“The African dream is to leave Africa,” said Kingsley “Junior” Kanu ’06. He was 17 when he left Jos, Nigeria, for Calvin College, and, like other young Africans he knew, he wasn’t looking back.
A trip to Europe during Christmas break of 2006 changed his angle of vision. Visiting Amsterdam, Paris and Vienna, Kanu realized he knew more of their character and history than he did of any African city.
“Traveling within Africa is not something Africans do,” Kanu said. “We have no idea that we have a rich history and culture. I promised myself I would not go to another continent until I’d visited Africa.”
Talking with friends, Kanu realized it was not a simple, personal road trip he had in mind, but a project, a Big Idea: “Solving Africa,” he called it in the grant proposals he wrote and the Web site he launched.
“At Calvin I was an engineering major,” Kanu explained, “so I was thinking like an engineer: What are the parts that make this continent work? What are the constants, and what can we fiddle with to create the outcome we want?”
After finishing his master’s degree in journalism at New York University, Kanu took his questions to seven African cities. From January through June of this year, he saw their sights and read their history. He talked to young Africans at universities and nightclubs and slums, asking them what they see as wrong and right with the continent and their role in its development.
“I came away believing that the idea of Africa only works outside Africa,” Kanu said. “The poverty, the sickness, the things that have come to define Africa—they’re simplifications, misrepresentations. They don’t capture what’s happening on the ground, which is kids playing soccer, going to school, people living their lives. So I’m wondering, how do we change those individual, present realities?
“I feel like people need to come to those changes themselves. They need to take back control of their lives. That throws charity out the door—grand schemes and policies, too. Change comes on a personal basis, when people have new horizons for themselves. It comes through small businesses that empower people and get them thinking about collaborating with others. For example, instead of trying to bring universal health care to Africa, can we go into one community, train a few women to be malaria nurses and have them set up a small health care business?”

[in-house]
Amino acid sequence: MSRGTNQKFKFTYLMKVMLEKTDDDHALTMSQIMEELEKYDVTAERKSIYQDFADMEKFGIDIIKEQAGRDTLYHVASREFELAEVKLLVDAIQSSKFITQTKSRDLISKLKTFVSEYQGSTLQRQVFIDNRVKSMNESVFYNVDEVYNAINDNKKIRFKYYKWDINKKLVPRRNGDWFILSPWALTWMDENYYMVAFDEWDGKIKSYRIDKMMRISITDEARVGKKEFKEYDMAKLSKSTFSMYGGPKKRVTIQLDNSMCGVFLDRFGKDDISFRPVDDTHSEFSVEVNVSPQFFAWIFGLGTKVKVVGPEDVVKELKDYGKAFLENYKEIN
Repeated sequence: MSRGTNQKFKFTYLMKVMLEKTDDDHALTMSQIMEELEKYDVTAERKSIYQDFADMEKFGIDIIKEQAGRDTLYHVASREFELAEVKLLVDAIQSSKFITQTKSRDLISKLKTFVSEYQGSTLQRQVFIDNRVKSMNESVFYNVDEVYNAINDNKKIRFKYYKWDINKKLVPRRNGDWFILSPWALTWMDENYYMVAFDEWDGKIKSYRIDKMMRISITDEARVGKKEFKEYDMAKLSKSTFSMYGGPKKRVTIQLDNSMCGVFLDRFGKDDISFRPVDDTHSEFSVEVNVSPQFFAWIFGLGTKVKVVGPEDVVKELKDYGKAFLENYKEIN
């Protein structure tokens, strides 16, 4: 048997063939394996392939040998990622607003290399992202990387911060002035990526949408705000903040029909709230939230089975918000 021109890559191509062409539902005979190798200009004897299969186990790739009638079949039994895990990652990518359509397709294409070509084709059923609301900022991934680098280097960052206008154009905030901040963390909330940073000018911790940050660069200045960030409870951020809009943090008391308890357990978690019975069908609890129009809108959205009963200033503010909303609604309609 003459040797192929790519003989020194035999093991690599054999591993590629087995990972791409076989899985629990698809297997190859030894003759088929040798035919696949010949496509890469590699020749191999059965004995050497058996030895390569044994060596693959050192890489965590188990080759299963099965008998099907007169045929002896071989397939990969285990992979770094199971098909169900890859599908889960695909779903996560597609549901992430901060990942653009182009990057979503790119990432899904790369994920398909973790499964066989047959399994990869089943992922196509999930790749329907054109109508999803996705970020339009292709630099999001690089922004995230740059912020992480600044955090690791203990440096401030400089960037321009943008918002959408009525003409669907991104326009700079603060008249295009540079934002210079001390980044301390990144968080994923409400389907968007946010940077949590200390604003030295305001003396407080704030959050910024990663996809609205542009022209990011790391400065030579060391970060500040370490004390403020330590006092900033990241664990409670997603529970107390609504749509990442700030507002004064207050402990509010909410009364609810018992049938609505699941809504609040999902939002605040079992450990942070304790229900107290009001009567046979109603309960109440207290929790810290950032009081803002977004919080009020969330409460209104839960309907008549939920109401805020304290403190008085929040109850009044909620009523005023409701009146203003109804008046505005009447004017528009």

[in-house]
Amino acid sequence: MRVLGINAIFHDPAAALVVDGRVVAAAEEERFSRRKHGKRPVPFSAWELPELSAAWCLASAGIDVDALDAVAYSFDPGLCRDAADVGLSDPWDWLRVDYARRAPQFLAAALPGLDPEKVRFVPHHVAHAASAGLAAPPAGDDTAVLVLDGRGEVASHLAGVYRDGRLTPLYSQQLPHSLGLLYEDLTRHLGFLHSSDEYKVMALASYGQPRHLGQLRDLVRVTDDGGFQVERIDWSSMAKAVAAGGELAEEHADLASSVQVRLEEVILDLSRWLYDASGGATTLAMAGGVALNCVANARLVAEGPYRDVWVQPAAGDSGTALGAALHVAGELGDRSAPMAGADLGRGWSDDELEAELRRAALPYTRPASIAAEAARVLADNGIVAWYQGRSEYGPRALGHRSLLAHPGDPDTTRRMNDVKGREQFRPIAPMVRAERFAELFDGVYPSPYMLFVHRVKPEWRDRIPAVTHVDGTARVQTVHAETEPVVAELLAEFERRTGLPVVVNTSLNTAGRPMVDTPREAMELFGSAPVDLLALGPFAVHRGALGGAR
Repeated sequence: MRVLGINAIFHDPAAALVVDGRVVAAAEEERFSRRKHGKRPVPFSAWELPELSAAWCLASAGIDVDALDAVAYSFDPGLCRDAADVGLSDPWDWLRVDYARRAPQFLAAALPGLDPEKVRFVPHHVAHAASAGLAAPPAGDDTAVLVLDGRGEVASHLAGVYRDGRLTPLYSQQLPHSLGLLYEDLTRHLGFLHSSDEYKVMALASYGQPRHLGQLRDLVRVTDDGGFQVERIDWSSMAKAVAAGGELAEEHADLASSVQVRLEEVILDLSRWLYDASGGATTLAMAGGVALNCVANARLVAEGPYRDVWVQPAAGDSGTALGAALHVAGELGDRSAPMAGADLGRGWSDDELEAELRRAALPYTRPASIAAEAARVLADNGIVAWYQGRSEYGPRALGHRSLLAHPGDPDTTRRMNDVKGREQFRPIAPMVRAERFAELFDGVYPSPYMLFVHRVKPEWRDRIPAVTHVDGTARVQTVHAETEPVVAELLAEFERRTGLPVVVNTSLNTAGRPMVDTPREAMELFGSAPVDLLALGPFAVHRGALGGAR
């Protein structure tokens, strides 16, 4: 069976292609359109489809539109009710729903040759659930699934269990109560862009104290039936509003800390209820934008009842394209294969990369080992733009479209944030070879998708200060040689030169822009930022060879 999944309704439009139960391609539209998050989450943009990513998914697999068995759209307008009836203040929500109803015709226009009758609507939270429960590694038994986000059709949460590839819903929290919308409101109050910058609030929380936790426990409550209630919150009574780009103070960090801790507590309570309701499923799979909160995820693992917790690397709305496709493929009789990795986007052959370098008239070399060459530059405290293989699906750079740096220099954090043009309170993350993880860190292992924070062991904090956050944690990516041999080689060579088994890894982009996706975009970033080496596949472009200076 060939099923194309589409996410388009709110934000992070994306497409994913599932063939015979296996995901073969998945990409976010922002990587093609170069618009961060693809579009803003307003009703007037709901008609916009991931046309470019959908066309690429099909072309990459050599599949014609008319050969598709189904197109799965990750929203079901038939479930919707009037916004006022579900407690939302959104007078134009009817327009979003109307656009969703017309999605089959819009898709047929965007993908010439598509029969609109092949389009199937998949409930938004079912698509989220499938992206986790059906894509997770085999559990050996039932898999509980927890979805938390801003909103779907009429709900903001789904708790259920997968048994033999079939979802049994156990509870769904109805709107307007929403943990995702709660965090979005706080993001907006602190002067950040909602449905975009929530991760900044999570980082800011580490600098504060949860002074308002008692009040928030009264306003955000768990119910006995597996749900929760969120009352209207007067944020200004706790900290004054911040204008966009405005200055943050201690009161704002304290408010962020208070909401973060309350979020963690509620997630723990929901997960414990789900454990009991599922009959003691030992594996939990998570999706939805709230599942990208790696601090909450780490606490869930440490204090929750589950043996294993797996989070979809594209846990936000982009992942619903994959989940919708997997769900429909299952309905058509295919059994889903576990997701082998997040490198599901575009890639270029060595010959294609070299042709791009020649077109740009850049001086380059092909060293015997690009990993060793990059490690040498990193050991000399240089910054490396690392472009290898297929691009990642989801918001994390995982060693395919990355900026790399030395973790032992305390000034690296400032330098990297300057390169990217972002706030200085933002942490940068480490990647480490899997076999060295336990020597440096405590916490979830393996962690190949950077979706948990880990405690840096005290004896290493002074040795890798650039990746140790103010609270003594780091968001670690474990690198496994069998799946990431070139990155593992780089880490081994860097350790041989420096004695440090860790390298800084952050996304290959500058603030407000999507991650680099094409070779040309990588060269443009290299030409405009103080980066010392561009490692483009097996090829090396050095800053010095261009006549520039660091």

It’s young, educated Africans like himself, Kanu believes, who can best set this kind of change in motion—if they’ll go back home.
“The ones who go back are those whose parents are rich and whose life at home is better than in the U.S.,” he said. “Until young Africans see opportunities that they can latch onto and believe in, it doesn’t make sense for them—me included—to go back.”
The enterprises that would draw him and his peers back home to solve Africa will begin to emerge, Kanu said, when other Africans do what he did: travel the continent and talk to each other. To encourage that, he hopes to organize a Solving Africa conference that would be more like a “work-ference: people partnering on an actual project and networking on others.” At the moment, he’s writing his trip into a book. “It will offer my dream for a continent that doesn’t yet exist and for myself as a member of that continent.”
For more about Kanu’s trip and project, visit www.solvingafrica.com.
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